Video: Construction is ongoing but there are no health risks

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    Although construction around campus seems unending, there is nothing to be concerned about when breathing in the air.

    Construction companies have specific rules and regulations mandated by the government to follow when renovating, demolishing, or even handling storm water.

    When renovation or demolition occurs, workers have to take a survey to make sure there is no asbestos on-site. The survey includes an examination of the project building to determine what levels of asbestos are present.

    Becky Johnson, professor of professional practice, has studied factors of asbestos and knows what procedures to take when examining the site.

    “TCU is really very good about doing surveys, conducting surveys before they do any renovation demolition work,” Johnson said. “Once they find asbestos, almost all of it has to be removed before you can do your renovation or do any demolition on the project.”

    Buildings that were built before 1980 may contain some form of asbestos product in insulation, pipes, floor textiles and other materials. Both the Amon G. Carter Stadium and Theodore Beasley Hall were built before 1970 and might have contained some of that material.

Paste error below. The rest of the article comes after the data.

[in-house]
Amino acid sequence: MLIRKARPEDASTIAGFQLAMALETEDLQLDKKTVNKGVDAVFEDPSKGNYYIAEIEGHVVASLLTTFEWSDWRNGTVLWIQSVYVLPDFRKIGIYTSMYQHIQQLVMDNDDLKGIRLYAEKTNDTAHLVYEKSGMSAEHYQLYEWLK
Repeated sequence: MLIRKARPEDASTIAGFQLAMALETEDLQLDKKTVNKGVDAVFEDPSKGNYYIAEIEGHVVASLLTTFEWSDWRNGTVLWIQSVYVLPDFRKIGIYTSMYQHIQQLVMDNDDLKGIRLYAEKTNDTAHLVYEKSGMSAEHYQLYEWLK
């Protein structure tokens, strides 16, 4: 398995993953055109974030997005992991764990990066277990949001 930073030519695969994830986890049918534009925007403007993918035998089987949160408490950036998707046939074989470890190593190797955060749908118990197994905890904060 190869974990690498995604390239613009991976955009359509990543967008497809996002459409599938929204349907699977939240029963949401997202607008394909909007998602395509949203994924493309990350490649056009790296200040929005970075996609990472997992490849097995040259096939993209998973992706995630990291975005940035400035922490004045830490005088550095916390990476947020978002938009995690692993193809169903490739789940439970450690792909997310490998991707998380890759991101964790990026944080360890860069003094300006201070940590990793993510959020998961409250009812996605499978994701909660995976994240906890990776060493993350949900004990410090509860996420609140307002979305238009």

Asbestos is a mineral fiber used in a variety of building construction before the 1980s. Cutting, sanding, or remodeling buildings improperly can disturb the asbestos content. Improper exposure of asbestos can cause life-long health issues such as mesothelioma, lung cancer, and asbestosis.

    Workers also try to preserve the environment and keep it safe and clean on and off campus.

    Jeff Horn, Austin Commercial senior superintendent, said after the implosion of the Amon G. Carter Stadium in Dec. 2010, all of the material that came from the stadium was recycled.

    There are six dumpsters on-site. As the project progresses workers separate trash to find things that can be recycled.

    The black fences around the construction site are used to contain the debris from leaving site.

    “On the perimeter of the structure we have debris netting that’s up along our perimeter handrail and our perimeter safety cable around the perimeter to keep anything that may be blown off the building,” Horn said.

    It is challenging on game day to make the construction site an area that is safe to the public, he said. During the game, workers ensure there is no debris or dirt falling on fans.

    As construction surrounds many people, workers have to provide safety prior to, during, and after construction.